This text outlines some of the features of the LabXchange simulations and provides some tips on how to interact with them to get the most personalized experience.
LabXchange simulations mirror the most important aspect of the process of science: the experiment that addresses a scientific question, framed by predictions and data analysis. Without access to the equipment needed to conduct real lab experiments, some learners are deprived of this foundational experience.
The lab simulations developed by LabXchange provide a realistic, yet forgiving digital environment where you can experience the scientific process without fear of making irreversible mistakes or depleting resources.
The simulation is framed within a lab notebook that models the planning and analysis of the experiment. Leveled language options support students with different levels of familiarity throughout the protocol.
Navigating the Lab Notebook
The lab notebook consists of seven different sections that model the sequence of events when conducting an experiment in an actual lab. You can move between these sections at any time during the experiment simply by clicking on the section title in the menu at the right. The lab notebook can be opened or closed by clicking on the hexagon at the top right of screen.
The Context section of the lab notebook provides an overview of the scientific background and introduces the purpose of the simulation. The Materials section familiarizes you with the materials and equipment used in the experimental simulation. The Predictions section allows you to think ahead and forecast the results of the experiment based on what has been presented in the context section. The Protocol guides you through the experiment in great detail to virtually conduct the experiment and generate data that are interpreted in the Results section. The Reflection section assesses the understanding of the conducted experiment with a few targeted questions. Finally, the Summary sections offers a few additional practical tips for future researchers.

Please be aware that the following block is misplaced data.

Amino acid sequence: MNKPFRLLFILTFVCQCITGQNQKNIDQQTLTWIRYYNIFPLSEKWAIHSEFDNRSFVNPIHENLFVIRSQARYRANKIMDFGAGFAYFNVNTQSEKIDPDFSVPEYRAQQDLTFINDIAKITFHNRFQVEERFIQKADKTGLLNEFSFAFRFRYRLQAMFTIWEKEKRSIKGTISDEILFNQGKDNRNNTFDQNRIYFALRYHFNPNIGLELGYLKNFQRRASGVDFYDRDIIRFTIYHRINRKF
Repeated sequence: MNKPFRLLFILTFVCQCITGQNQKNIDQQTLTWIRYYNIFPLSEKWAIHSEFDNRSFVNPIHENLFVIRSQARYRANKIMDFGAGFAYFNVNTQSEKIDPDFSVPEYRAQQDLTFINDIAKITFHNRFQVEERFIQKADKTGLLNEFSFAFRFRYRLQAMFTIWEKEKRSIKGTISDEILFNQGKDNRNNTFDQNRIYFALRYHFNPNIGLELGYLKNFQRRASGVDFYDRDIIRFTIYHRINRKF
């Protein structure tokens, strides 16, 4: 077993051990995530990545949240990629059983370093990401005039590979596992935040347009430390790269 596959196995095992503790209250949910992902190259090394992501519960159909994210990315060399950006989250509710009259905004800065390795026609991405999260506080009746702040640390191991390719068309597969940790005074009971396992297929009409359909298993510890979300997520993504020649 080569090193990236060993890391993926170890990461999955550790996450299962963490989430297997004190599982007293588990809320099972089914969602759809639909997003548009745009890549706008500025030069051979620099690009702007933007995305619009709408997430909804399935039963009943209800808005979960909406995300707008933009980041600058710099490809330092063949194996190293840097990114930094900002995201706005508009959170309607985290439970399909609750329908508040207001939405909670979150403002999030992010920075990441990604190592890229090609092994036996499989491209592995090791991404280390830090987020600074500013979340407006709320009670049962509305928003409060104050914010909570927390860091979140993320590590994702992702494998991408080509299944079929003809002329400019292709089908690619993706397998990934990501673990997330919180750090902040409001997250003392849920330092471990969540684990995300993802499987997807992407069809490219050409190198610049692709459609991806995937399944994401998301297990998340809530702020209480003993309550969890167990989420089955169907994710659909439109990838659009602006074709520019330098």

Choosing a Level
Before beginning an experiment, you are prompted to choose a level. We recommend that those with little familiarity or experience with technique choose level 1, as this level provides the most language support and thorough instructions for completing each part of the experiment. Those with some familiarity or prior exposure to the technique may wish to select level 2, whereas those who are very comfortable with the technique and are interested in exploring new applications may wish to opt for level 3.
Performing the Experiment
On the right of the screen, a sequence of steps guides you through the experimental protocol. The numbered sections indicate a thematic grouping of steps that are working together to accomplish a specific goal (ex. “Create the Western blot sandwich”). The letters below indicate incremental and detailed actions that help you accomplish this goal. You can seamlessly navigate between the thematic segments using the chevrons at the top of the protocol section or the "Next" button at the bottom of this section. Once an action is performed, the corresponding step will be checked off. You don't have to follow the steps to reach the end of the simulation.
The simulation allows you to make mistakes and see how their actions lead to specific results. It's important to know that a check next to an action does not indicate that it was performed correctly, only that it was completed. You will discover whether you performed the technique correctly only at the very end of the experiment when interpreting the results – reflecting what happens in a real experiment.
However, if during the course of the experiment, you notice that they have made a mistake, the “Restart step” button in the lower left corner will undo the previous action and allow the step to be repeated.
Additional assistance is given in the form of hints, warnings, and pop-up questions. Hints and warnings make you aware of what to do or avoid while manipulating reagents and equipment in the lab. Pop-up questions guide you through necessary background knowledge or enrich the protocol detail.
Saving Your Progress
Progress through the simulation is preserved as learners navigate between sections in the lab notebook during the experiment. But, be aware that if the browser window is closed, progress will be lost.